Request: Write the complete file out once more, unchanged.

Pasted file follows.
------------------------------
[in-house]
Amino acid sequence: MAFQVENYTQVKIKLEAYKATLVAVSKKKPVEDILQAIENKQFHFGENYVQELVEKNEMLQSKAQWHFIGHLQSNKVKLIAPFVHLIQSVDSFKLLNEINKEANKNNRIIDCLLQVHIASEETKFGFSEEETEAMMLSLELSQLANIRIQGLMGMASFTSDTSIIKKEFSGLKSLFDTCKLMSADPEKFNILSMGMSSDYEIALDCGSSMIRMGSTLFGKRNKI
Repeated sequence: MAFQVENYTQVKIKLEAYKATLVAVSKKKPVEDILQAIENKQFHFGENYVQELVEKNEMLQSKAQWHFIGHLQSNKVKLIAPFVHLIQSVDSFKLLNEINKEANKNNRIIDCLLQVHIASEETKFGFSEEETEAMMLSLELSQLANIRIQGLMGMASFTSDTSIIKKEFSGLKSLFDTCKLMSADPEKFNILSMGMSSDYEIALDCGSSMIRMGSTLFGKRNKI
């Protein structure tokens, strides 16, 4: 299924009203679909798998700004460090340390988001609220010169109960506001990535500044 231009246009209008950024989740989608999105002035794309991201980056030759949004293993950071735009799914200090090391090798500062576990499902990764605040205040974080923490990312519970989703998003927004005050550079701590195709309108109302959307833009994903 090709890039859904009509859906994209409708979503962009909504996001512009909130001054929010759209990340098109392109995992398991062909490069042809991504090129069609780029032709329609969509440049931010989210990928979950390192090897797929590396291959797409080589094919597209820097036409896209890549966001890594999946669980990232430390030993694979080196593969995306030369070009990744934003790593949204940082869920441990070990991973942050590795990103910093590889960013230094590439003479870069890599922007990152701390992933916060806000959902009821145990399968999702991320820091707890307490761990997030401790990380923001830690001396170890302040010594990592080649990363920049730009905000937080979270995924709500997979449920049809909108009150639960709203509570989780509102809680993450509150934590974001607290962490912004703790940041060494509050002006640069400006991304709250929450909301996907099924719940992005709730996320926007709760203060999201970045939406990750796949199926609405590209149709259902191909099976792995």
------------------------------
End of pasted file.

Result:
[in-house]
Amino acid sequence: MAFQVENYTQVKIKLEAYKATLVAVSKKKPVEDILQAIENKQFHFGENYVQELVEKNEMLQSKAQWHFIGHLQSNKVKLIAPFVHLIQSVDSFKLLNEINKEANKNNRIIDCLLQVHIASEETKFGFSEEETEAMMLSLELSQLANIRIQGLMGMASFTSDTSIIKKEFSGLKSLFDTCKLMSADPEKFNILSMGMSSDYEIALDCGSSMIRMGSTLFGKRNKI
Repeated sequence: MAFQVENYTQVKIKLEAYKATLVAVSKKKPVEDILQAIENKQFHFGENYVQELVEKNEMLQSKAQWHFIGHLQSNKVKLIAPFVHLIQSVDSFKLLNEINKEANKNNRIIDCLLQVHIASEETKFGFSEEETEAMMLSLELSQLANIRIQGLMGMASFTSDTSIIKKEFSGLKSLFDTCKLMSADPEKFNILSMGMSSDYEIALDCGSSMIRMGSTLFGKRNKI
């Protein structure tokens, strides 16, 4: 299924009203679909798998700004460090340390988001609220010169109960506001990535500044 231009246009209008950024989740989608999105002035794309991201980056030759949004293993950071735009799914200090090391090798500062576990499902990764605040205040974080923490990312519970989703998003927004005050550079701590195709309108109302959307833009994903 090709890039859904009509859906994209409708979503962009909504996001512009909130001054929010759209990340098109392109995992398991062909490069042809991504090129069609780029032709329609969509440049931010989210990928979950390192090897797929590396291959797409080589094919597209820097036409896209890549966001890594999946669980990232430390030993694979080196593969995306030369070009990744934003790593949204940082869920441990070990991973942050590795990103910093590889960013230094590439003479870069890599922007990152701390992933916060806000959902009821145990399968999702991320820091707890307490761990997030401790990380923001830690001396170890302040010594990592080649990363920049730009905000937080979270995924709500997979449920049809909108009150639960709203509570989780509102809680993450509150934590974001607290962490912004703790940041060494509050002006640069400006991304709250929450909301996907099924719940992005709730996320926007709760203060999201970045939406990750796949199926609405590209149709259902191909099976792995």